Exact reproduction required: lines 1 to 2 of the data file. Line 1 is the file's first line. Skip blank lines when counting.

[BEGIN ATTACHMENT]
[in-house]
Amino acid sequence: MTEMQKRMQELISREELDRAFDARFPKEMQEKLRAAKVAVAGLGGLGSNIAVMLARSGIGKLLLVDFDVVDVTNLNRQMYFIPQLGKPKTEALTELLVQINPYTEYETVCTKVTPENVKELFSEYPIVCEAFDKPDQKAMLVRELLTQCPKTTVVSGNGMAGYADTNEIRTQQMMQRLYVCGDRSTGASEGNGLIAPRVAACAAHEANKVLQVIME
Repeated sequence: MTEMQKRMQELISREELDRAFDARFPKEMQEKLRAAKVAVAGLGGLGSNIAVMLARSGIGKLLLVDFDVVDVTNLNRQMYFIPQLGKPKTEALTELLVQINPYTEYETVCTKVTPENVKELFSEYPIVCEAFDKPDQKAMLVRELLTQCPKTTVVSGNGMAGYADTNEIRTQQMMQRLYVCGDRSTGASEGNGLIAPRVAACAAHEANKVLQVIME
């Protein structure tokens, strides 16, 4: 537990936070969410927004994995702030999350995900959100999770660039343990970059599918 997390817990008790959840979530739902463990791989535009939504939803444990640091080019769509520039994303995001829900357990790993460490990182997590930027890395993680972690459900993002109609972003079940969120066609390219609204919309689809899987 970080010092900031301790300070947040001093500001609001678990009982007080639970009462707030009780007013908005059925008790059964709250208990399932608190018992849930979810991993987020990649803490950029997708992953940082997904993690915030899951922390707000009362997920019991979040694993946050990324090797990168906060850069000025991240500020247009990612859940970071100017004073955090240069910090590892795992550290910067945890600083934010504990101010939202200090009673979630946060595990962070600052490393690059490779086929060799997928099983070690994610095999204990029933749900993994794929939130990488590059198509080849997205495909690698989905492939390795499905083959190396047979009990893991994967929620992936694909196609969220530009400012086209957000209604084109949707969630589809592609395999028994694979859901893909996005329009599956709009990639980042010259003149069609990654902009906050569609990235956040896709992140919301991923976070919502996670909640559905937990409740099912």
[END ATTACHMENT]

[in-house]
Amino acid sequence: MTEMQKRMQELISREELDRAFDARFPKEMQEKLRAAKVAVAGLGGLGSNIAVMLARSGIGKLLLVDFDVVDVTNLNRQMYFIPQLGKPKTEALTELLVQINPYTEYETVCTKVTPENVKELFSEYPIVCEAFDKPDQKAMLVRELLTQCPKTTVVSGNGMAGYADTNEIRTQQMMQRLYVCGDRSTGASEGNGLIAPRVAACAAHEANKVLQVIME